This content should be moved back to the main page when it becomes an article rather than an argument and commentary
The term "sport" has evolved over the years, as far as I can tell. It seems to have originally been used for the "kill sports" of the English aristocracy, as distinct from "games" which were played by all social classes and didn't involve killing animals. Then it seems to have been broadened to include those activities. However, in the modern world, the term seems to be applied to more and more activities, including some which are traditionally regarded as art, entertainment, work, or boardgame, such as chess, sheepdog trials, cheerleading and ballroom dance. Then there are the largely non-competitive leisure activities like surfing, or bushwalking. So - are these activities really sports? What makes them a sport? Do "battle of the bands" competitions make rock and roll a sport? Is trying to divide things into "sport" and "non-sport" even possible, and is it useful for the purposes of this encyclopedia?
Where might we find a working definition of a "sport", beyond those brief comments in the dictionary? Does the IOC, or maybe the Court of Arbitration for Sport, have anything useful to say on the matter? Are there useful definitions in legislation in any jurisdictions? Are there any philosophers who have spoken directly to the definition of sport, perhaps? I'm aware that everyone from Descartes to Satre's take on things has been applied to sports, but did anybody take a direct bite at the issue, so to speak?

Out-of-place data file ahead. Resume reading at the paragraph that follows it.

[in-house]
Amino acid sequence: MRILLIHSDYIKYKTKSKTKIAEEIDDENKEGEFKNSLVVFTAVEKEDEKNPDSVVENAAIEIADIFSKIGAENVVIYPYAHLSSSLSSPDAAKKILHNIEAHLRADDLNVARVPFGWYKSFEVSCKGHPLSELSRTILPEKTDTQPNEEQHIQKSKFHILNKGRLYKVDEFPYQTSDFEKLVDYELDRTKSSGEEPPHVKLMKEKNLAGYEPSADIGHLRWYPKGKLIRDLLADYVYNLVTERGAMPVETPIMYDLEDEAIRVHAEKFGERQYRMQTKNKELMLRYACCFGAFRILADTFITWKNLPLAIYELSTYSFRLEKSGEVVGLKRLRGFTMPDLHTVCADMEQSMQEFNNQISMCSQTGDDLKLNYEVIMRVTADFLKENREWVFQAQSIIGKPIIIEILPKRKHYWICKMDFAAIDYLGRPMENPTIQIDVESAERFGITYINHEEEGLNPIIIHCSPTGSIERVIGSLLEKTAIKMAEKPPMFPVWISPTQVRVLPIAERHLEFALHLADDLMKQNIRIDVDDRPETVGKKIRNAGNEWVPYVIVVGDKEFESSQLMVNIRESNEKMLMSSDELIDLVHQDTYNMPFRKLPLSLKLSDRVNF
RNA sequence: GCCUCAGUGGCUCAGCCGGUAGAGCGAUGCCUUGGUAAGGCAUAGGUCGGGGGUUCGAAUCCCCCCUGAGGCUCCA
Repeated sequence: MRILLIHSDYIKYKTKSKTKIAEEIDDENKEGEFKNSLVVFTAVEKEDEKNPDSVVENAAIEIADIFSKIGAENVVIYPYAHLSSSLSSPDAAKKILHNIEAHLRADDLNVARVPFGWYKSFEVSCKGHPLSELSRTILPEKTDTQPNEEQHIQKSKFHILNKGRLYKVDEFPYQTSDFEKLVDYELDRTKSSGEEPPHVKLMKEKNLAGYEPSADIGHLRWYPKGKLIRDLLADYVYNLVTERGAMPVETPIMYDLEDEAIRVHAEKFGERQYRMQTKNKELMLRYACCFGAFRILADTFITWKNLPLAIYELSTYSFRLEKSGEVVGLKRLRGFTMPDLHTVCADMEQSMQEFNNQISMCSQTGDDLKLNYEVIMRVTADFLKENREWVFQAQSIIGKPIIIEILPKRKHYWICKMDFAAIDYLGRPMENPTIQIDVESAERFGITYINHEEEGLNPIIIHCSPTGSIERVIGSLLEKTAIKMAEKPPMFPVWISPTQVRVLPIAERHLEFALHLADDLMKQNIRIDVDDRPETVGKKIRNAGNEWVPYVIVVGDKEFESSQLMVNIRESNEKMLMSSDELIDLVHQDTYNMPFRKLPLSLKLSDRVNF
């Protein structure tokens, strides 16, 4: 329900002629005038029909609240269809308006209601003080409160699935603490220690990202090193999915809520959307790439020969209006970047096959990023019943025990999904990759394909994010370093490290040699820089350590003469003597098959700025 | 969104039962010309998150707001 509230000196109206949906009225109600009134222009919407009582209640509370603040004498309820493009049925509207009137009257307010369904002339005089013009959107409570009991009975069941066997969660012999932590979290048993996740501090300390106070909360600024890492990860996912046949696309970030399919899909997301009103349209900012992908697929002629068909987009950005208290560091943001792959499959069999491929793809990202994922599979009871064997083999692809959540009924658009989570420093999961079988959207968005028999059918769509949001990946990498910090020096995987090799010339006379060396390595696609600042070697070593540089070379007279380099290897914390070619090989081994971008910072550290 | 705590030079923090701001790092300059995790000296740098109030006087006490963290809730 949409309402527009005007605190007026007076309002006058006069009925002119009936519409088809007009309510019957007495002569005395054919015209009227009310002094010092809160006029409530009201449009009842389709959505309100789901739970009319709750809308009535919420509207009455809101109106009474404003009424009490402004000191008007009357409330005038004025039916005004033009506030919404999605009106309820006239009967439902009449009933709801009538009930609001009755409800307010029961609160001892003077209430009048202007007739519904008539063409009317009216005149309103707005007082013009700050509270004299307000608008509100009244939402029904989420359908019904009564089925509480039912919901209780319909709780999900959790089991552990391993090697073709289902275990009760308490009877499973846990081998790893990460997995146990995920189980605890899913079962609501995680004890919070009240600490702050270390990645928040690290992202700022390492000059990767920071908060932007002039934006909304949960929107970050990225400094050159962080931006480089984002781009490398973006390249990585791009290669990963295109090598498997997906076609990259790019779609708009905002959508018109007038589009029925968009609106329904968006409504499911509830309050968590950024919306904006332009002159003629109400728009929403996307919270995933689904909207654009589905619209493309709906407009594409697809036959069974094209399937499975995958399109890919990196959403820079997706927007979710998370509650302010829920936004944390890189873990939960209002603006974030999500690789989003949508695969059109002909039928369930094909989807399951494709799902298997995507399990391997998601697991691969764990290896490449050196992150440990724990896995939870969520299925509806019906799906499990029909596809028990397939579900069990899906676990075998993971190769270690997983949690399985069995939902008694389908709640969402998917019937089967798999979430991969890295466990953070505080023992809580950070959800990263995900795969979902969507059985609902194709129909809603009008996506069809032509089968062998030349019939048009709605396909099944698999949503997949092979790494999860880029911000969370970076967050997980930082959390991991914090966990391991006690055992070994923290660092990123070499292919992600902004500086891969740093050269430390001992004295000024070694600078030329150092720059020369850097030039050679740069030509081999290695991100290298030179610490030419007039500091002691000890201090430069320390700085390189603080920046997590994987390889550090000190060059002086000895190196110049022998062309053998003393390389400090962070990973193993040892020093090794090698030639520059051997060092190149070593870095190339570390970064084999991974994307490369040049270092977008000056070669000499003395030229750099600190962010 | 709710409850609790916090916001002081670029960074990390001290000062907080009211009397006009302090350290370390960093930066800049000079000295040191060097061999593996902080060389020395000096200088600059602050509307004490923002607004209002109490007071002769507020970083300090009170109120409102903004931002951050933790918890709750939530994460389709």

What I think we need here is some kind of discussion of all these issues, and possibly a consensus working definition of a sport. This will be difficult, because I suspect any criteria will either exclude some self-proclaimed "sports" or be so broad as to encompass virtually every area of human endeavour. With that in mind, here are some points that go to the properties of a sport IMHO:
- A sport involves a competitive aspect. If there is no competition (either directly against opponents or through a scoring system) it's not a sport.
- There are organised competitions in the sport rather than just ad-hoc games.
- The point of performing in the sport is to win, rather than as part of another profession or other activity (so a sales incentive scheme, or the ballet, isn't a sport)
- A sport involves some physical aspects rather than a test of pure cognition (this excludes chess. tough)
- A sport has codified rules known to all participants (though you wonder whether some elite sportspeople have bothered to read the rulebook sometimes). These rules may vary somewhat from event to event (for instance, many racing events are run on differently-shaped courses with local rules).